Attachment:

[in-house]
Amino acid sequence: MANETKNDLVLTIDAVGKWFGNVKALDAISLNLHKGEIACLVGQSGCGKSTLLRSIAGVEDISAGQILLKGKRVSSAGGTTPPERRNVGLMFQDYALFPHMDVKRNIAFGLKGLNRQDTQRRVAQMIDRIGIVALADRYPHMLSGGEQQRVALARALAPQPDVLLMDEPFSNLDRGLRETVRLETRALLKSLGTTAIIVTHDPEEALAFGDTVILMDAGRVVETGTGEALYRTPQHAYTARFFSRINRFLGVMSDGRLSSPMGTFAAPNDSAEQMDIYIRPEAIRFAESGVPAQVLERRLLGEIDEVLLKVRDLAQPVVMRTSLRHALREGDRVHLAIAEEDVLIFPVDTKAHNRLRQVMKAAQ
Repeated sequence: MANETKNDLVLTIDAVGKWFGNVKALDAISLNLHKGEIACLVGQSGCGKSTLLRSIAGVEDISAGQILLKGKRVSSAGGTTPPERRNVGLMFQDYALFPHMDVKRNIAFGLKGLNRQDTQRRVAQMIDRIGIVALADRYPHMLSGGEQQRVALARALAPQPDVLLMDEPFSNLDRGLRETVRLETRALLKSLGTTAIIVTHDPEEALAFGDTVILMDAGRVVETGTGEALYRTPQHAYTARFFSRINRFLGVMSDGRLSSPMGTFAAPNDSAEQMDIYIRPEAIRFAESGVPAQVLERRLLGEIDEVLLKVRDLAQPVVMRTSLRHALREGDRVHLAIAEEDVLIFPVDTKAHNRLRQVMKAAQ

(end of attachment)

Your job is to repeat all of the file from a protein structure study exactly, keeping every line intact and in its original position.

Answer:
[in-house]
Amino acid sequence: MANETKNDLVLTIDAVGKWFGNVKALDAISLNLHKGEIACLVGQSGCGKSTLLRSIAGVEDISAGQILLKGKRVSSAGGTTPPERRNVGLMFQDYALFPHMDVKRNIAFGLKGLNRQDTQRRVAQMIDRIGIVALADRYPHMLSGGEQQRVALARALAPQPDVLLMDEPFSNLDRGLRETVRLETRALLKSLGTTAIIVTHDPEEALAFGDTVILMDAGRVVETGTGEALYRTPQHAYTARFFSRINRFLGVMSDGRLSSPMGTFAAPNDSAEQMDIYIRPEAIRFAESGVPAQVLERRLLGEIDEVLLKVRDLAQPVVMRTSLRHALREGDRVHLAIAEEDVLIFPVDTKAHNRLRQVMKAAQ
Repeated sequence: MANETKNDLVLTIDAVGKWFGNVKALDAISLNLHKGEIACLVGQSGCGKSTLLRSIAGVEDISAGQILLKGKRVSSAGGTTPPERRNVGLMFQDYALFPHMDVKRNIAFGLKGLNRQDTQRRVAQMIDRIGIVALADRYPHMLSGGEQQRVALARALAPQPDVLLMDEPFSNLDRGLRETVRLETRALLKSLGTTAIIVTHDPEEALAFGDTVILMDAGRVVETGTGEALYRTPQHAYTARFFSRINRFLGVMSDGRLSSPMGTFAAPNDSAEQMDIYIRPEAIRFAESGVPAQVLERRLLGEIDEVLLKVRDLAQPVVMRTSLRHALREGDRVHLAIAEEDVLIFPVDTKAHNRLRQVMKAAQ